books · inspiration · personal experiences

Quiet – The Power of Introverts in a World That Can’t Stop Talking (Book Review/Summary)

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Deeply insightful and liberating book.

We technically live in a world where being extroverted is the “ideal.” That being fun and interesting is what you need to do to get friends. That if you are not sociable, then there is something wrong with you.

These the kinds of things people around us chid about. However, the book talks how the ideals are simply not always true.

One thing I found very intriguing is how collaboration can destroy creativity. The book talks about how Steve Wozniak, the co-founder of Apple computers, invented the first commercially available personal computer singlehandedly in his ownsolitude locked up in this office. She also talked about Charles Darwin who created the scientific breakthrough alone.

The book continues to talk about how the more people there are in a brainstorming session, the less ideas there would be; unless the brainstorming session is online. Cain argues that this is mostly because people are held back by the fear of judgement. Online discussions/conversations would theoretically reduce the setbacks.

Cain also mentioned how Warren Buffet, the oracle of Omaha (and my role model, lol), succeeds in the stock market when most people fail. In general, extroverted people act based on results; they get motivated and make impulsive decisions in order to get a reward. However, introverted people are much more calculated. They do things because of quiet perseverance and love for the things they do. They do not think of results that much. In fact, a lot of studies show that introverted people are less likely to give up on tasks. Just look at Abraham Lincoln! Introverts are also more likely to evaluate situations before jumping into conclusions and make impulsive decisions.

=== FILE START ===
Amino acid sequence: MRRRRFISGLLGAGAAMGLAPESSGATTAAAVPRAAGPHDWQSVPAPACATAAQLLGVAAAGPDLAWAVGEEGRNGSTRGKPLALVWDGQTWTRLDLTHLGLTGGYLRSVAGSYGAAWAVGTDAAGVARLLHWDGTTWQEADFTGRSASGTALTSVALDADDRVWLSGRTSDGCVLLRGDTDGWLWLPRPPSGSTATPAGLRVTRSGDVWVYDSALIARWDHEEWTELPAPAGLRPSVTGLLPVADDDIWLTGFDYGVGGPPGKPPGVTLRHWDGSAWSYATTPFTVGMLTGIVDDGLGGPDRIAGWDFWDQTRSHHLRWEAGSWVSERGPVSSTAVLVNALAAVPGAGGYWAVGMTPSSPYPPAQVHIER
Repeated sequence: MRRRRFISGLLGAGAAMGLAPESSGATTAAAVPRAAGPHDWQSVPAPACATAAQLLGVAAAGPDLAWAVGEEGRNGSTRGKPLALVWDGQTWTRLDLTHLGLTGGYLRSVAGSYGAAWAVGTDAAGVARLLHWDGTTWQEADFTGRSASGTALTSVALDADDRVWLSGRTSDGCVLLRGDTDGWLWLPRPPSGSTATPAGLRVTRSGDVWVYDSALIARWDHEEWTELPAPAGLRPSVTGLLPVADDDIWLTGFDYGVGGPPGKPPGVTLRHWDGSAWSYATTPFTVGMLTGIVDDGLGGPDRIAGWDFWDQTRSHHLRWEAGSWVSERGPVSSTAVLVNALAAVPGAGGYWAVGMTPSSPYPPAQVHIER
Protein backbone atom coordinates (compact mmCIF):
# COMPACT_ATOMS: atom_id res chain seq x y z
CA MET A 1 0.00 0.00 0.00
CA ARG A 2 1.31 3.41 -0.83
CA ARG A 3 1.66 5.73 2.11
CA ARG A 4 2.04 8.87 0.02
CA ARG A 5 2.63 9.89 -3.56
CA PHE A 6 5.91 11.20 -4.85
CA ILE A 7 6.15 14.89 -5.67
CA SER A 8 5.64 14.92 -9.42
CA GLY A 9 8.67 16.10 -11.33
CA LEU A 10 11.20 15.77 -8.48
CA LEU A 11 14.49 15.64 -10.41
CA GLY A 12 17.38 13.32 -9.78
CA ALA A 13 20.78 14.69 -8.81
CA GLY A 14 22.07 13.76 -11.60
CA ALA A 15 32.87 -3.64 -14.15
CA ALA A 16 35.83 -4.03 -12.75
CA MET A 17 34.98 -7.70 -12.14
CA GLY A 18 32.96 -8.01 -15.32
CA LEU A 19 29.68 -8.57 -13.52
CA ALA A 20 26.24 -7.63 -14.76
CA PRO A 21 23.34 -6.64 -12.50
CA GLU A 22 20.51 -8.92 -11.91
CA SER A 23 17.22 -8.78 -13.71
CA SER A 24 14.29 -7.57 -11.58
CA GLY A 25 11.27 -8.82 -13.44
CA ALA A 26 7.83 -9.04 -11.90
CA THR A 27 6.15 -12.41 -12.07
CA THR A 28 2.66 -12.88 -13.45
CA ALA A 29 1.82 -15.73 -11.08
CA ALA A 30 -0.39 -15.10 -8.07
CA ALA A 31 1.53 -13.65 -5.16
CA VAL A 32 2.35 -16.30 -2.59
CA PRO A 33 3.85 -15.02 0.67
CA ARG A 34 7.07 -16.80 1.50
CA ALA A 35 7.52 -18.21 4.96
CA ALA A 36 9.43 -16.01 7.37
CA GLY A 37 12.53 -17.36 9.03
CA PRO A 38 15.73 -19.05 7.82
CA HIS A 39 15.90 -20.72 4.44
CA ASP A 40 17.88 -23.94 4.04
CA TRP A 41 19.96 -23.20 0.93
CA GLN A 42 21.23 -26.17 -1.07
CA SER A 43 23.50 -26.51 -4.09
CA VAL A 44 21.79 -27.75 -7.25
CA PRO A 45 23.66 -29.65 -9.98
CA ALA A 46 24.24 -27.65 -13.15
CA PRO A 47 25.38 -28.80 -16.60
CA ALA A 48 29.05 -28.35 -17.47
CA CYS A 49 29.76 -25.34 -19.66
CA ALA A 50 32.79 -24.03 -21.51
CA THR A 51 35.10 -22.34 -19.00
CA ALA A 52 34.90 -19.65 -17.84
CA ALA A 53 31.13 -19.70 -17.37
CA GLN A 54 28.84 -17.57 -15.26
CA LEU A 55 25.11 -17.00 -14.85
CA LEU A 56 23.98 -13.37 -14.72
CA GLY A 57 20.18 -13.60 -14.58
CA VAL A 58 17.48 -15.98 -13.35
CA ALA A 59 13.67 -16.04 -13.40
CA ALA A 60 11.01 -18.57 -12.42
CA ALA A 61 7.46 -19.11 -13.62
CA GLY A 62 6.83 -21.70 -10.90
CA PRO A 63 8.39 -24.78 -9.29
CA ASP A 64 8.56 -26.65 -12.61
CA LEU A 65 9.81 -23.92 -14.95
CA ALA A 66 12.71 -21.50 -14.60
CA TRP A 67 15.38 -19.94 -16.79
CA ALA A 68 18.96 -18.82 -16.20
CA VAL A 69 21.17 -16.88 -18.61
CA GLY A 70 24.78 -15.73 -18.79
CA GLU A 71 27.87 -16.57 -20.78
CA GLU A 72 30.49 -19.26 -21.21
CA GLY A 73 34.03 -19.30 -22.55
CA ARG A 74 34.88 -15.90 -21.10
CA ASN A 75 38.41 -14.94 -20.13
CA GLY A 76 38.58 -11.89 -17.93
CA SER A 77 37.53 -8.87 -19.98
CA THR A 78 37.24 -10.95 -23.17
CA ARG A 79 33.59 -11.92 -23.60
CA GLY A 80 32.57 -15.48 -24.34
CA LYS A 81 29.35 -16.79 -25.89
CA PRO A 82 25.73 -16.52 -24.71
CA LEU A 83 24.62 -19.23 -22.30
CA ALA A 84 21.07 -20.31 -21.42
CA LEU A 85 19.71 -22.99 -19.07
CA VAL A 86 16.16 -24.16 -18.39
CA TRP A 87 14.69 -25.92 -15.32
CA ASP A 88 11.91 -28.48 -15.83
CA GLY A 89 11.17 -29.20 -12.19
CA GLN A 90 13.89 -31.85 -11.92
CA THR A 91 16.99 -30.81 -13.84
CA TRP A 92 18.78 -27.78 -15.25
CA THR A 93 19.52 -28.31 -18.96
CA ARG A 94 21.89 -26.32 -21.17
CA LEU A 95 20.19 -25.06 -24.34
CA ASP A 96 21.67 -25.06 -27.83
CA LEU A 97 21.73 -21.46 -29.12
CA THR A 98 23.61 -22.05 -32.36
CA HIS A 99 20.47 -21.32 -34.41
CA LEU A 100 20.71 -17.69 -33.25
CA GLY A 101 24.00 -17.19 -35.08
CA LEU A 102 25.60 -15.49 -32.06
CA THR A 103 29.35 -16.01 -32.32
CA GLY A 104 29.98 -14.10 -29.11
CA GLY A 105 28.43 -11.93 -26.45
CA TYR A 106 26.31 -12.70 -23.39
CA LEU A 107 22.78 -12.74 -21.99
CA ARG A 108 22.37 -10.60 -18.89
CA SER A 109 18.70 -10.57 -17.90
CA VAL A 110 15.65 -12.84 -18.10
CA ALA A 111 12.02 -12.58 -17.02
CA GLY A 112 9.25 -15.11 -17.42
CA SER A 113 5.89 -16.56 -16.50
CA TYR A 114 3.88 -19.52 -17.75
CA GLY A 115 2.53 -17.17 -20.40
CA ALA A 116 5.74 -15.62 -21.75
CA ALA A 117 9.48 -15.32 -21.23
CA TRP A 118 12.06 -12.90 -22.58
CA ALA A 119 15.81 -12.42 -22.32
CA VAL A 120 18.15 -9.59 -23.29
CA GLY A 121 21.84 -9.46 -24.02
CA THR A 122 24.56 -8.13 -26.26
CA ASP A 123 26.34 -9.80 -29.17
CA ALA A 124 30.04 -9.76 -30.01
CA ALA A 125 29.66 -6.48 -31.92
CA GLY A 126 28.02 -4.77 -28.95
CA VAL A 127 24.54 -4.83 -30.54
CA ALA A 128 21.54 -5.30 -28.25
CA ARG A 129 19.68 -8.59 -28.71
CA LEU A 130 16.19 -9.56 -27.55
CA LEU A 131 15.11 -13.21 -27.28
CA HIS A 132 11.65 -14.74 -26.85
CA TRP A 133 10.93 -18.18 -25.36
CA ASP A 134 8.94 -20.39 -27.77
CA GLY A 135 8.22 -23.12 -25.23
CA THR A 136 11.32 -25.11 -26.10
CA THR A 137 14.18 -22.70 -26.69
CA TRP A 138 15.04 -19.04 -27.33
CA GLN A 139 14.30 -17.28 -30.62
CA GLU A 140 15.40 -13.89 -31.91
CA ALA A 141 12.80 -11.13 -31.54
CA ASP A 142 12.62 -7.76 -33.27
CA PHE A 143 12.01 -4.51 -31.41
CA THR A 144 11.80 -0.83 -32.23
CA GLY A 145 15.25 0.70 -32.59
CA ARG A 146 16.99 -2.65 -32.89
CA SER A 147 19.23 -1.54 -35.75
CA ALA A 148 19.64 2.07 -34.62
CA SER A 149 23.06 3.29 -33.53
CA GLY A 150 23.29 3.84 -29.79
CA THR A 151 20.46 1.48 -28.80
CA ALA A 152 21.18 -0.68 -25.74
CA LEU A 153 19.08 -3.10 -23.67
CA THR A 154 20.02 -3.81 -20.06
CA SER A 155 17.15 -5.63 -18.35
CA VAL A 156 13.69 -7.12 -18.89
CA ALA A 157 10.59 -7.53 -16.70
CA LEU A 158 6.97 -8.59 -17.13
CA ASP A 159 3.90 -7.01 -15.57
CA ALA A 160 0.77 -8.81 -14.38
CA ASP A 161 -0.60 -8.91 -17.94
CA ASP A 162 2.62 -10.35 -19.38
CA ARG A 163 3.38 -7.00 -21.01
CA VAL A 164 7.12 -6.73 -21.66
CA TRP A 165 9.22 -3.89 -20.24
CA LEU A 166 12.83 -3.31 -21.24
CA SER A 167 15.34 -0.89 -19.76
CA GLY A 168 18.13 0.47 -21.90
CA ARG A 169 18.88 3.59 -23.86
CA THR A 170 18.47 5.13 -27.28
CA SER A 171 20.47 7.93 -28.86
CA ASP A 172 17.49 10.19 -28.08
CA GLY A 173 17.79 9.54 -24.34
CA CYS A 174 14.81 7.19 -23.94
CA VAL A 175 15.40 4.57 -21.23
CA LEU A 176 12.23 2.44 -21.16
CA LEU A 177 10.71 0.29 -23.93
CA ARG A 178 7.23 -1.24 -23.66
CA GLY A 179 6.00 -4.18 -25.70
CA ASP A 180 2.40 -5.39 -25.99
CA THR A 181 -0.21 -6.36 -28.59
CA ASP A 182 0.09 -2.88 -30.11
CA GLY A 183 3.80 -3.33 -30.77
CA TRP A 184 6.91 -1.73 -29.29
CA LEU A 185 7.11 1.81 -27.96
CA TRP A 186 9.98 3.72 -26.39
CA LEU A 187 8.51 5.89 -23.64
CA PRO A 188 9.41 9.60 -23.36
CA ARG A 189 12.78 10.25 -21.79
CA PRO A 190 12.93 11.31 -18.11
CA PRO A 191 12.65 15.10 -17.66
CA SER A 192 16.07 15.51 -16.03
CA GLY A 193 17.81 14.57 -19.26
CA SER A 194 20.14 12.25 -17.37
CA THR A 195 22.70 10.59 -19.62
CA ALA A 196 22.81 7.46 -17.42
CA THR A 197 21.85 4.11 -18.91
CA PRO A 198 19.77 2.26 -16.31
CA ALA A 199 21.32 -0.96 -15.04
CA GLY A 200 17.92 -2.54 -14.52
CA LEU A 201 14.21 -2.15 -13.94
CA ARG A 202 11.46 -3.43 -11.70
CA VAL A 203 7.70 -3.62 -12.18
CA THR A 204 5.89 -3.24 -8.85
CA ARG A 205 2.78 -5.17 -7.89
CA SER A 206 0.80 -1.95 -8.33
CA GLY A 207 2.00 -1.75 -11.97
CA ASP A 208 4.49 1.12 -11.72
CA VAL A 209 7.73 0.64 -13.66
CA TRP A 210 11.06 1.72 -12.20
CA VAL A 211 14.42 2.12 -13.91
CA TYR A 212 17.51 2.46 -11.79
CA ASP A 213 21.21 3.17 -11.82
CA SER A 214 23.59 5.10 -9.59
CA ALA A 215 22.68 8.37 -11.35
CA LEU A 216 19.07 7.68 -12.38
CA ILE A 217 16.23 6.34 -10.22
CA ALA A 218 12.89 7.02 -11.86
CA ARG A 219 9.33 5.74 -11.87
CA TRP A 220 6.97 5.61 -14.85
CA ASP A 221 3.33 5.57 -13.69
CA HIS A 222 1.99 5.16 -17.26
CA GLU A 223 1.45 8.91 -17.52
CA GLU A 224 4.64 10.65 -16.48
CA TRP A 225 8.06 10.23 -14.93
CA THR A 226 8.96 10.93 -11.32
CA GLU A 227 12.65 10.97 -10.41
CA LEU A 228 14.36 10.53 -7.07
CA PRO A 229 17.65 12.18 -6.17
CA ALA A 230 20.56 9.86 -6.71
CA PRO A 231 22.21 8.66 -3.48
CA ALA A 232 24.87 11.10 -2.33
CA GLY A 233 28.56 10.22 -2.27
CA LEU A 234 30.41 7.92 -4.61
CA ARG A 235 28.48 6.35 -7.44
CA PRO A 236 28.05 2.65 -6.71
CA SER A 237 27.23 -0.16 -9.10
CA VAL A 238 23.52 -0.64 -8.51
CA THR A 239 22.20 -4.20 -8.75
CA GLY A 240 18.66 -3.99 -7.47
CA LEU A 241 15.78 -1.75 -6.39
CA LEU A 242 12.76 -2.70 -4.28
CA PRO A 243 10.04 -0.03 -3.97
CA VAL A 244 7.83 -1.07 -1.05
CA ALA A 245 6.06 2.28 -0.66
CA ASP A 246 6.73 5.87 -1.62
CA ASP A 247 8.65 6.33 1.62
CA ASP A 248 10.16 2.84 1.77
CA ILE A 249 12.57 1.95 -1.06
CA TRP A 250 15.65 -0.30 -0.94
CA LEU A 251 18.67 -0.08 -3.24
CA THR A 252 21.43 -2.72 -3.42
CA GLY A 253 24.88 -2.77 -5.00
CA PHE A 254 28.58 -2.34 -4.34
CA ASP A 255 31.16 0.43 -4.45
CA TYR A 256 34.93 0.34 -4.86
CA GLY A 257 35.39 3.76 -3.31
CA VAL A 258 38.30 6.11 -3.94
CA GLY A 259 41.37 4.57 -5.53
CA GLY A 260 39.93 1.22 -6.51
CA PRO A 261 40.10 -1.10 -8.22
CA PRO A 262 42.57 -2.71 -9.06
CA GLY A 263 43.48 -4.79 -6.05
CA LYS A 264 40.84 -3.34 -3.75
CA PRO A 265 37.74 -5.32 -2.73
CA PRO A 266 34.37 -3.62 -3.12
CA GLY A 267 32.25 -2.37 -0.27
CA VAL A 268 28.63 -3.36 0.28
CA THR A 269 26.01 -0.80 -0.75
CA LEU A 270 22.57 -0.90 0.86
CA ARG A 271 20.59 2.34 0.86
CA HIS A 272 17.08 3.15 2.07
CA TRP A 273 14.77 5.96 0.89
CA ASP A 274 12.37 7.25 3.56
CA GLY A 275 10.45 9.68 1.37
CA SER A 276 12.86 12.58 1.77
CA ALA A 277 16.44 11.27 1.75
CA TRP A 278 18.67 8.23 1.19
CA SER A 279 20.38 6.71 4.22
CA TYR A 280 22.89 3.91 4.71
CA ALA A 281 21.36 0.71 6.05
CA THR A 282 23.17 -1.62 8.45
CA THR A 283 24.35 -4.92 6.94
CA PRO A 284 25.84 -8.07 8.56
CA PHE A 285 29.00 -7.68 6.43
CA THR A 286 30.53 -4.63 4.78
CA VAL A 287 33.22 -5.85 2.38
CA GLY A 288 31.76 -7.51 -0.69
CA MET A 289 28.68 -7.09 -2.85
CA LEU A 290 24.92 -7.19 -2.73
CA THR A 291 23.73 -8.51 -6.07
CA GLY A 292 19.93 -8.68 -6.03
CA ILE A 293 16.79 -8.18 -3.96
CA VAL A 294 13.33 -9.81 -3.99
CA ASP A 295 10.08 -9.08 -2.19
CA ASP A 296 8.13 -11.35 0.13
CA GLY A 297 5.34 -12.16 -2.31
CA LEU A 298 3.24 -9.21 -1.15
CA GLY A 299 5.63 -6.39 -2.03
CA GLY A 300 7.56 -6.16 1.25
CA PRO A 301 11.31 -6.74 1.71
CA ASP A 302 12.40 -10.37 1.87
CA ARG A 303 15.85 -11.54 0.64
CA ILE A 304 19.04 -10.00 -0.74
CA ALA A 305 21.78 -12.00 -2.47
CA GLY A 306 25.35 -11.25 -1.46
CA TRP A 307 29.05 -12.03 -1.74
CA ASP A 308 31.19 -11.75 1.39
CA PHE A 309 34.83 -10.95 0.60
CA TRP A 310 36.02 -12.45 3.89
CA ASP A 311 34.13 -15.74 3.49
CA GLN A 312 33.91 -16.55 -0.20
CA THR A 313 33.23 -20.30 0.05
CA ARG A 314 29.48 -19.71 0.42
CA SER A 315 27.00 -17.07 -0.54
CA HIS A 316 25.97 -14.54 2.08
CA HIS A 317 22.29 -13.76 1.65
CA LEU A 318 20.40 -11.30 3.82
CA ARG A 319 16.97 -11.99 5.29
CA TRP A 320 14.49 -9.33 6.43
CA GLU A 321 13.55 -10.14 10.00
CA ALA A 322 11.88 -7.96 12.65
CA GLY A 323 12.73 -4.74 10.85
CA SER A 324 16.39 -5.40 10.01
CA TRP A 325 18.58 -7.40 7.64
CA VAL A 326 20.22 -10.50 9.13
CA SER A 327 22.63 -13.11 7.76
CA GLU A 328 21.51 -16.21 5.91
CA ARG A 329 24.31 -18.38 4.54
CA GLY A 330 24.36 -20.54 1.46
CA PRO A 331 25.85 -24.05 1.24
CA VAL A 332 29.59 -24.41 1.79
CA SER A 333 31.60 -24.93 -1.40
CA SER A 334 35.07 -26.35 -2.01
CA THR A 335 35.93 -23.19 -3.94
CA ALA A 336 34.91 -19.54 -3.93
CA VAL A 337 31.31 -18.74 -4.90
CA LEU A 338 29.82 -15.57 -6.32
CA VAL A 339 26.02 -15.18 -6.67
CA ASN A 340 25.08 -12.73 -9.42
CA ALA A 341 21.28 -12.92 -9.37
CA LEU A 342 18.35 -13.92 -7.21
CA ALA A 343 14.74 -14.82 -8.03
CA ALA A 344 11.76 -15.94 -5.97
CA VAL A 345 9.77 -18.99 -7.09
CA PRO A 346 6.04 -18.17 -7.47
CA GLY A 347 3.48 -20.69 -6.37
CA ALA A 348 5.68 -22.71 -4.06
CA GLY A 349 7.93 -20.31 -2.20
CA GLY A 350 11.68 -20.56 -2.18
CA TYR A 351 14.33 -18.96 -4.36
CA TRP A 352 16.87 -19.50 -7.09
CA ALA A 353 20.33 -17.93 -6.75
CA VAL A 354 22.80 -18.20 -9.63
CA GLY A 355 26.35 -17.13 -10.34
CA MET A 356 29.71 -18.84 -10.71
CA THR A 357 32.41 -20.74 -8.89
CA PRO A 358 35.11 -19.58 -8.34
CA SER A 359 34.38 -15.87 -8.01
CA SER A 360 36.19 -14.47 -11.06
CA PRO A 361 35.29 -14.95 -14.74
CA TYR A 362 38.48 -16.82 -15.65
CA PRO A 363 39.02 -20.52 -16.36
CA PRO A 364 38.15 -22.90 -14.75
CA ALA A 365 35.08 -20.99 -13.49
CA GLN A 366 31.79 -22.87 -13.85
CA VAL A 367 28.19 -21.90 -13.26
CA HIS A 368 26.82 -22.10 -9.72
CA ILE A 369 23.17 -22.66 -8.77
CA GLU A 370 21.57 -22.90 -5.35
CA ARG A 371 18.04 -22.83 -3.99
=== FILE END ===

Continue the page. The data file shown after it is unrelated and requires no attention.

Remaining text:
Cain also made a quick connection to Jim Collins book, Good to Great, on the concept of Level 5 Leadership. Cain echoes that leaders of great companies are surprisingly shy, reserved, humble, and not egocentric.

The most interesting part I found in the book was when to be more extroverted than you really are. Let’s face it, at times in this world, we need to conform to society. This includes creating a sense that you are extroverted even though all you want is to snuggle up in bed with a good book. Sometimes you just need to give that great speech or go to this networking event to grow your small business. However, Cain points out that if introverts need to act and create pseudo-extroversion, it is important that it is for things that they value. For example, there is no need to act like a party animal because then they would not be true to themselves. However, giving a speech for women’s rights, for example, is when an introvert and be extroverted for a day. This concept of altering who you are in different situations is called “self-monitoring.” Self-monitoring also includes understanding other people’s points of views when it comes to debatable issues. This, however, is not saying that self-monitoring people don’t have strong principles/beliefs, but it is saying that they are modest and open to other people’s opinions or way of life.

There are a number of people who come across as extroverted but are really introverted. And I am surprised that Guy Kawasaki was one of them.

After the series of “acting” like an extrovert, it is important to keep sane by having restorative niches in which you spend some time being true to who you are. By spending the weekend reading a book, for example.

In the end, the message is, stay true to yourself. Being an introvert is not wrong. We didn’t choose to be introverts, so it’s only our job to make the most of it.

books · inspiration · personal experiences